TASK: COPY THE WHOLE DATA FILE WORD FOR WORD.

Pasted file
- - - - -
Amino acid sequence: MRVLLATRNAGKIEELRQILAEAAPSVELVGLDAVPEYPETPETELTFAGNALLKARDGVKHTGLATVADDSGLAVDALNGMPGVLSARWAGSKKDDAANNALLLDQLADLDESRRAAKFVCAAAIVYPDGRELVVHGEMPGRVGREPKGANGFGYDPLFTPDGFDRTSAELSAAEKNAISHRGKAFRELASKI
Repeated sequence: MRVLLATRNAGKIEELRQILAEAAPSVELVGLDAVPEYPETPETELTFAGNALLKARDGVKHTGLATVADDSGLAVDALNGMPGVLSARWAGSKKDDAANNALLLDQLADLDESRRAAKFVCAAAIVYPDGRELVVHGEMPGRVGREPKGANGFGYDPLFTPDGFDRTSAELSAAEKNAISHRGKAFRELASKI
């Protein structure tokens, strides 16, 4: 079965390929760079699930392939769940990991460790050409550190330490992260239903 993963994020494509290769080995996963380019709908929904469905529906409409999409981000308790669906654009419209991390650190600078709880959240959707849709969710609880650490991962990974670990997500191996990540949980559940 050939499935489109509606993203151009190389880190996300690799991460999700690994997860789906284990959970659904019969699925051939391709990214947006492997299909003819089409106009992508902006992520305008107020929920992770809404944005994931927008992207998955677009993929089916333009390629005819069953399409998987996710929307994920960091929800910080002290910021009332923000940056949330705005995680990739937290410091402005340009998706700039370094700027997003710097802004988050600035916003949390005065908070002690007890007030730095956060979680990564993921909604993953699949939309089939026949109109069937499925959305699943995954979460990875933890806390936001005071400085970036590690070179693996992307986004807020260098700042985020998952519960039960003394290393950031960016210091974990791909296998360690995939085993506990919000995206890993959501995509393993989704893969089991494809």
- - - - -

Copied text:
Amino acid sequence: MRVLLATRNAGKIEELRQILAEAAPSVELVGLDAVPEYPETPETELTFAGNALLKARDGVKHTGLATVADDSGLAVDALNGMPGVLSARWAGSKKDDAANNALLLDQLADLDESRRAAKFVCAAAIVYPDGRELVVHGEMPGRVGREPKGANGFGYDPLFTPDGFDRTSAELSAAEKNAISHRGKAFRELASKI
Repeated sequence: MRVLLATRNAGKIEELRQILAEAAPSVELVGLDAVPEYPETPETELTFAGNALLKARDGVKHTGLATVADDSGLAVDALNGMPGVLSARWAGSKKDDAANNALLLDQLADLDESRRAAKFVCAAAIVYPDGRELVVHGEMPGRVGREPKGANGFGYDPLFTPDGFDRTSAELSAAEKNAISHRGKAFRELASKI
């Protein structure tokens, strides 16, 4: 079965390929760079699930392939769940990991460790050409550190330490992260239903 993963994020494509290769080995996963380019709908929904469905529906409409999409981000308790669906654009419209991390650190600078709880959240959707849709969710609880650490991962990974670990997500191996990540949980559940 050939499935489109509606993203151009190389880190996300690799991460999700690994997860789906284990959970659904019969699925051939391709990214947006492997299909003819089409106009992508902006992520305008107020929920992770809404944005994931927008992207998955677009993929089916333009390629005819069953399409998987996710929307994920960091929800910080002290910021009332923000940056949330705005995680990739937290410091402005340009998706700039370094700027997003710097802004988050600035916003949390005065908070002690007890007030730095956060979680990564993921909604993953699949939309089939026949109109069937499925959305699943995954979460990875933890806390936001005071400085970036590690070179693996992307986004807020260098700042985020998952519960039960003394290393950031960016210091974990791909296998360690995939085993506990919000995206890993959501995509393993989704893969089991494809």